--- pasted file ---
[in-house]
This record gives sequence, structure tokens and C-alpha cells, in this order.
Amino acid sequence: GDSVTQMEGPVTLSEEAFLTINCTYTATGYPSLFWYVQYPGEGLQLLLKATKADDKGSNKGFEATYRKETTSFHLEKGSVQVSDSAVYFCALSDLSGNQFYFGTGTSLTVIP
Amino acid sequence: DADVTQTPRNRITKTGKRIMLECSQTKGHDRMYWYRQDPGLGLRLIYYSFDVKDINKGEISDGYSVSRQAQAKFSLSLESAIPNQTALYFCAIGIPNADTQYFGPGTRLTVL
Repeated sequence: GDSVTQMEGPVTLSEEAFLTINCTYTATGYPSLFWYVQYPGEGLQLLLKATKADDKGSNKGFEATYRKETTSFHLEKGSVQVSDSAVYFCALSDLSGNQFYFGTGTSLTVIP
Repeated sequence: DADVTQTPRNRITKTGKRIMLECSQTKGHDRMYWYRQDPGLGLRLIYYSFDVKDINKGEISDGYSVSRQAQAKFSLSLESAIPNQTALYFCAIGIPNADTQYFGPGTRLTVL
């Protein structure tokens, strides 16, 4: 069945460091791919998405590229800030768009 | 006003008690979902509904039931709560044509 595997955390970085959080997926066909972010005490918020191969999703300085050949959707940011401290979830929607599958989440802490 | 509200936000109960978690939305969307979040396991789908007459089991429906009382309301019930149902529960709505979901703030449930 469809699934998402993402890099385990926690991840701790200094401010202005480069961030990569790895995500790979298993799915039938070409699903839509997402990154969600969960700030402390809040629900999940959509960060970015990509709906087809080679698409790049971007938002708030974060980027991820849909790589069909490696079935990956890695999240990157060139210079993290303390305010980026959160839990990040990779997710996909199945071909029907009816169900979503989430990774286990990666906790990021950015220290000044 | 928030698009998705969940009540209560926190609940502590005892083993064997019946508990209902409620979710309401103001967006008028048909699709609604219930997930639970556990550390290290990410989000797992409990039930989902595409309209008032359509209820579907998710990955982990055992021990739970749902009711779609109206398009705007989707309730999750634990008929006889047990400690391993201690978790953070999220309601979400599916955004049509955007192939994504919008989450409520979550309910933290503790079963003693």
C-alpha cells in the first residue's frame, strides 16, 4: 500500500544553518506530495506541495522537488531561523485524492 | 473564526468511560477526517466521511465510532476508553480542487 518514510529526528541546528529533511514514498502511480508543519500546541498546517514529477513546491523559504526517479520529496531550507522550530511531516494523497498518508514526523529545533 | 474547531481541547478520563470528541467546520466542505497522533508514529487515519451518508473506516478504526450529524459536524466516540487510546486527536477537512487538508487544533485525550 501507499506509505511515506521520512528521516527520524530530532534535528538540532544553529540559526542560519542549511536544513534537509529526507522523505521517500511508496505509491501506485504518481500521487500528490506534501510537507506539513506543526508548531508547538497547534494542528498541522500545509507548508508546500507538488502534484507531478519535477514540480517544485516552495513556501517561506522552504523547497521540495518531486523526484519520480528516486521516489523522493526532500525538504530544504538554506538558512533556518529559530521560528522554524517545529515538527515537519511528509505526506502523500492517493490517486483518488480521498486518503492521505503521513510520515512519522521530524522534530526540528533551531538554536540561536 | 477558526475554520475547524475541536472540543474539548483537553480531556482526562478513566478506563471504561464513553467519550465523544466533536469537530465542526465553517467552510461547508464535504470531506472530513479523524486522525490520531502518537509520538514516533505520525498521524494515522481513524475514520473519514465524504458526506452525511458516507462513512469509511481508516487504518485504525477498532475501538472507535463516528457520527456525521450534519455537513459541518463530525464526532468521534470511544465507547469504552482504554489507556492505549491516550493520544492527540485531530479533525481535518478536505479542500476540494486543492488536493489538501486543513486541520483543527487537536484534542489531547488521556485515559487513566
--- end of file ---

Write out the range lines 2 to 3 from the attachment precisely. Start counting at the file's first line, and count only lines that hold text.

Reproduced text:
This record gives sequence, structure tokens and C-alpha cells, in this order.
Amino acid sequence: GDSVTQMEGPVTLSEEAFLTINCTYTATGYPSLFWYVQYPGEGLQLLLKATKADDKGSNKGFEATYRKETTSFHLEKGSVQVSDSAVYFCALSDLSGNQFYFGTGTSLTVIP